As the years roll on, the wear and tear on your body begins to add up. Particularly in old age, the cumulative effects of a lifetime of use can result in irreparable damage to limbs, muscles and bones. That’s just what 86-year-old Anna Pesce believed… until she met a yoga teacher a third of her age.
When you’re in a certain amount of pain, most people tend to see a specialist to figure out what’s causing it and – more importantly – get some help to solve the problem. But if the cause of the problem returns later, it could be time to find another solution.
However, when you’ve had all the help available only for the pain to return time and time again, it can be easier to just give up. And if you believe it to be a symptom of growing older, you may be resigned to it being just “one of those things.”
This is just what happened to 86-year-old Anna Pesce from Orangeburg, New York. Over several decades, Pesce slowly developed a stance akin to a hunchback. The debilitating condition was due to a combined diagnosis of scoliosis, osteoporosis and a herniated disc.
Scoliosis results in an “S”- or “C”-shaped curvature of the spine, while osteoporosis is a common ailment where bones become weaker and so more likely to snap. Combined with the herniated disc – when the soft center of ligaments joining the vertebrae try to punch through a torn outer layer – they all caused a permanent stoop to Pesce’s posture and an incredible amount of pain.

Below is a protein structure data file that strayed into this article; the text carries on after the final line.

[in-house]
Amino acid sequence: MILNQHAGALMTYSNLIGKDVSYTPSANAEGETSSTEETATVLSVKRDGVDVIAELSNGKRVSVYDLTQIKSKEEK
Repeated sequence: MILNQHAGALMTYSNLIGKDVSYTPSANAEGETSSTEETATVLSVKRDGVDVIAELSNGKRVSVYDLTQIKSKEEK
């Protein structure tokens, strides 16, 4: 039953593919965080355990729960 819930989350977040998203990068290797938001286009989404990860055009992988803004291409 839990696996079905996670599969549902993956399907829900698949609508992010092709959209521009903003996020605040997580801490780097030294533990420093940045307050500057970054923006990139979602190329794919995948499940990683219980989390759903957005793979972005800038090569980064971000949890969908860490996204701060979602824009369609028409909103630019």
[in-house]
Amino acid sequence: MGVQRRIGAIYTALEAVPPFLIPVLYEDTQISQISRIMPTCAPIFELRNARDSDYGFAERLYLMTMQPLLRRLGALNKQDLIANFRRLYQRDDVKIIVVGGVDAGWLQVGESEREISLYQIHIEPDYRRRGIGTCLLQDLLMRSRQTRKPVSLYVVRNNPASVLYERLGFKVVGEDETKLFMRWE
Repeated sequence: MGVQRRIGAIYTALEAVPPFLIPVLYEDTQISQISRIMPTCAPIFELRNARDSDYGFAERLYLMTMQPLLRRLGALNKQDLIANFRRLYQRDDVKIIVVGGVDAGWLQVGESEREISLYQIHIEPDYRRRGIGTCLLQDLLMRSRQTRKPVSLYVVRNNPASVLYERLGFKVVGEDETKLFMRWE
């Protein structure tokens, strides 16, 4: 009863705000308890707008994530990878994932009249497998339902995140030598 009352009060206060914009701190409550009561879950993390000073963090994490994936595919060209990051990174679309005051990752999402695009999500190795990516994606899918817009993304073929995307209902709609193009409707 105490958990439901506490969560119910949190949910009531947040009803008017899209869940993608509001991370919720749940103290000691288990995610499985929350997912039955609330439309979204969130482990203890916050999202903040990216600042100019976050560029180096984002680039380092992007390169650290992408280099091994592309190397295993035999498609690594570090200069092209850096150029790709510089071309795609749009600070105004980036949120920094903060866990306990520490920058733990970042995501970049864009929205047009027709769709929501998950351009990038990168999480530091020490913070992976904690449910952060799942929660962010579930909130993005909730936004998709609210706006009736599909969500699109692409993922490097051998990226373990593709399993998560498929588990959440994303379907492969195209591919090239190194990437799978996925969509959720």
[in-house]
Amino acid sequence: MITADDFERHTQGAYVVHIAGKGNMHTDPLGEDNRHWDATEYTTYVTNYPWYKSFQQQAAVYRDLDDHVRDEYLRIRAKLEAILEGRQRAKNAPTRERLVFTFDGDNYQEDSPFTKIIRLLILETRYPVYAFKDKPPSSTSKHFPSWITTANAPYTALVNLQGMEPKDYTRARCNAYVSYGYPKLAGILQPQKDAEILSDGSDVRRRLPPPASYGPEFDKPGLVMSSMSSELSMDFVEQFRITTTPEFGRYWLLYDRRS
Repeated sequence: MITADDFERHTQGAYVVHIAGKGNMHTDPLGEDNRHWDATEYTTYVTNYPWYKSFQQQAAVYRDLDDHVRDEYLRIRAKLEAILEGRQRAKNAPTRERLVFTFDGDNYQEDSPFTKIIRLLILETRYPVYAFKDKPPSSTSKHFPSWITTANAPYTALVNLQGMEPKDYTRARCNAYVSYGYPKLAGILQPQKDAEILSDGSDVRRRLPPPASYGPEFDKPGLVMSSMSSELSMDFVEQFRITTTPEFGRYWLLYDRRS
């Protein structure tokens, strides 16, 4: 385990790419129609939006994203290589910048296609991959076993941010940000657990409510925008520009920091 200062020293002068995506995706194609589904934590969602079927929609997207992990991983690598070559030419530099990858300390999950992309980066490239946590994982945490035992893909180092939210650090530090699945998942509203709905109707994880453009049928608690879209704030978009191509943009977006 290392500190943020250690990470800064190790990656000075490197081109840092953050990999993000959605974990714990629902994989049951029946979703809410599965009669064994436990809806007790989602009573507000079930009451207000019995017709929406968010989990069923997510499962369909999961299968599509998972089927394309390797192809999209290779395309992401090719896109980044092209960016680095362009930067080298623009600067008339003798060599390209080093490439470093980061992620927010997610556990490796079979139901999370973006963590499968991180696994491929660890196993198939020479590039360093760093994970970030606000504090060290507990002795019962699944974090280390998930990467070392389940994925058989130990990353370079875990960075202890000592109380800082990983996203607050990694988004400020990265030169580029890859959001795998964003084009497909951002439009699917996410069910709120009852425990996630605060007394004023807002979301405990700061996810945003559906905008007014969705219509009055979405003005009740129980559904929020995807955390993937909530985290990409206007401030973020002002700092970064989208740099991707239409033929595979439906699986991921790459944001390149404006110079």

While osteoporosis has no remedy – though measures can be taken to prevent further deterioration – scoliosis and herniated discs can be treated with surgery and physical therapy. But although Pesce had tried every option available to her, the pain persisted.
“I tried everything,” she told the New York Post in August 2016. “Acupuncture, a physical therapist and seeing a chiropractor. You feel good temporarily, but [I’d be] in pain again soon after.” And if the pain wasn’t already unbearable enough, it would quickly get a whole lot worse.
Back in November 2014, while seeing her kids in Wagener, South Carolina, Pesce nearly keeled over climbing the stairs. She told the New York Post, “I had this horrible pain shooting up my back. I had to be carried up the stairs and put into a wheelchair for the rest of my stay.”
With Pesce having exhausted all other options, then, her granddaughter suggested giving yoga a try. Indeed, the fully qualified yoga instructor referred her grandmother to Rachel Jesien, a friend in the field who concentrates on back issues. And Jesien, who lives with scoliosis herself, went on to form an unlikely friendship with Pesce.
While scoliosis can strike at any age, it most often develops in children between 10 and 15. With Jesien at 28, then, it’s a condition that she had lived with for many years. In 2010, however, she came to back care yoga when her massage therapist suggested that she give it a go.